Exposure to cannabis may trigger structural and regulatory changes in the DNA of users' sperm, a study warns.
Researchers from Duke University Medical Center in the US suggest men in their child-bearing years should consider how tetrahydrocannabinol (THC) could impact their sperm and possibly the children they conceive.
Like previous research that showed tobacco smoke, pesticides, flame retardants and even obesity can alter sperm, the study shows THC also affects epigenetics, triggering structural and regulatory changes in the DNA of users' sperm.
Experiments in rats and a study with 24 men found that THC appears to target genes in two major cellular pathways and alters DNA methylation, a process essential to normal development, according to the study published in the journal Epigenetics.
The researchers do not yet know whether DNA changes triggered by THC are passed to users' children and what effects that could have.
"What we have found is that the effects of cannabis use on males and their reproductive health are not completely null, in that there's something about cannabis use that affects the genetic profile in sperm," said Scott Kollins, a professor at Duke.
"We don't yet know what that means, but the fact that more and more young males of child-bearing age have legal access to cannabis is something we should be thinking about," Kollins said.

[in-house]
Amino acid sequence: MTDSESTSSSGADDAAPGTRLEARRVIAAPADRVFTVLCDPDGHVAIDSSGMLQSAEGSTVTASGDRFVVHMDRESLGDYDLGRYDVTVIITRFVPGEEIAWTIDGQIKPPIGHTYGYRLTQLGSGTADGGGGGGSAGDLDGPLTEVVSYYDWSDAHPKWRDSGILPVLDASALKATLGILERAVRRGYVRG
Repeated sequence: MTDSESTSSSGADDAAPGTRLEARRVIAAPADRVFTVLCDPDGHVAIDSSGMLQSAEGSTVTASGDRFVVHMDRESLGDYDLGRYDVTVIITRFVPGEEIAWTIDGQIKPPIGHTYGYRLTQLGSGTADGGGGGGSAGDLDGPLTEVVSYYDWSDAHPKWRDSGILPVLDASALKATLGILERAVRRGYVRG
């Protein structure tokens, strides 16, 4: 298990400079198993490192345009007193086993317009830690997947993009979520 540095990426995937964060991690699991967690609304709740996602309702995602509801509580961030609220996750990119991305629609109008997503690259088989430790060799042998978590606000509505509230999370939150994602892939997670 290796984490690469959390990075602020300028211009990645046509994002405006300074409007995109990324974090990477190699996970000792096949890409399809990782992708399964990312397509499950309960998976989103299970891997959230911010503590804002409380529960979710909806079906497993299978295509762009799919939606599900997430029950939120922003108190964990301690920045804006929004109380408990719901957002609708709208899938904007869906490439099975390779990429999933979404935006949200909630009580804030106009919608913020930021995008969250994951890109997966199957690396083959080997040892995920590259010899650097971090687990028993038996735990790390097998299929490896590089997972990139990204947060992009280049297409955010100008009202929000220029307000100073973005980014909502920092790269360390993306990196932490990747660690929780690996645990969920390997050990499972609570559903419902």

The study defined regular users as those who smoked marijuana at least weekly for the previous six months.
Their sperm were compared to those who had not used marijuana in the past six months and not more than 10 times in their lifetimes.
The higher the concentration of THC in the men's urine, the more pronounced the genetic changes to their sperm were, the researchers found.
THC appeared to impact hundreds of different genes in rats and humans, but many of the genes did have something in common -- they were associated with two of the same major cellular pathways, said Susan K Murphy, an associate professor at Duke.
One of the pathways is involved in helping bodily organs reach their full size; the other involves a large number of genes that regulate growth during development.
Both pathways can become dysregulated in some cancers, researchers said.
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